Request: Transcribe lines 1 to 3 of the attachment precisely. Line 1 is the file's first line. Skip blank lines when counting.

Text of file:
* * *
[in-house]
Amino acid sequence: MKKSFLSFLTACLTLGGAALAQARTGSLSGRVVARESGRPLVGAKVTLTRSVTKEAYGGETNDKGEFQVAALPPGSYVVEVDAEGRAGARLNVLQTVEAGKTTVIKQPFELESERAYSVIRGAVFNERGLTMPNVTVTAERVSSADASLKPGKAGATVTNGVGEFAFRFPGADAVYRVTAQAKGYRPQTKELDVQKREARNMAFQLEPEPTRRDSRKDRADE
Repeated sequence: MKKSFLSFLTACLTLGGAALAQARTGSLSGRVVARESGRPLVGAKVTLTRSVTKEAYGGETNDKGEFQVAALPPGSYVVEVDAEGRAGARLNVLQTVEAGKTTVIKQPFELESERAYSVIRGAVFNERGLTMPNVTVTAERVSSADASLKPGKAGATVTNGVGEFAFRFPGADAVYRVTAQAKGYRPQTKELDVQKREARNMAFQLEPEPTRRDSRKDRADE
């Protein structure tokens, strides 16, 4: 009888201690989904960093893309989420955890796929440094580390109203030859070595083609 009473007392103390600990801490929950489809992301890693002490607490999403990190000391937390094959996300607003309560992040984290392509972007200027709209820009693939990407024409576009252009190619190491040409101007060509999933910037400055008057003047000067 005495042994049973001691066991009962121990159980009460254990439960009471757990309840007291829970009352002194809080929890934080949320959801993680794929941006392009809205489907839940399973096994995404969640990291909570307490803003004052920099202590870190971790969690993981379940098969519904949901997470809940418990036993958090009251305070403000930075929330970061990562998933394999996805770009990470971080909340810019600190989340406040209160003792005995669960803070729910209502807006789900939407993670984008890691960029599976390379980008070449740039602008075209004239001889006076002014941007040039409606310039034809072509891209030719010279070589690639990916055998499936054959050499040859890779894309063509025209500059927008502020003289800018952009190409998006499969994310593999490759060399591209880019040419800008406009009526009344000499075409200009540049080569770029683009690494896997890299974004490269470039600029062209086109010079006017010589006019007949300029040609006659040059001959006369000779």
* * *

[in-house]
Amino acid sequence: MKKSFLSFLTACLTLGGAALAQARTGSLSGRVVARESGRPLVGAKVTLTRSVTKEAYGGETNDKGEFQVAALPPGSYVVEVDAEGRAGARLNVLQTVEAGKTTVIKQPFELESERAYSVIRGAVFNERGLTMPNVTVTAERVSSADASLKPGKAGATVTNGVGEFAFRFPGADAVYRVTAQAKGYRPQTKELDVQKREARNMAFQLEPEPTRRDSRKDRADE
Repeated sequence: MKKSFLSFLTACLTLGGAALAQARTGSLSGRVVARESGRPLVGAKVTLTRSVTKEAYGGETNDKGEFQVAALPPGSYVVEVDAEGRAGARLNVLQTVEAGKTTVIKQPFELESERAYSVIRGAVFNERGLTMPNVTVTAERVSSADASLKPGKAGATVTNGVGEFAFRFPGADAVYRVTAQAKGYRPQTKELDVQKREARNMAFQLEPEPTRRDSRKDRADE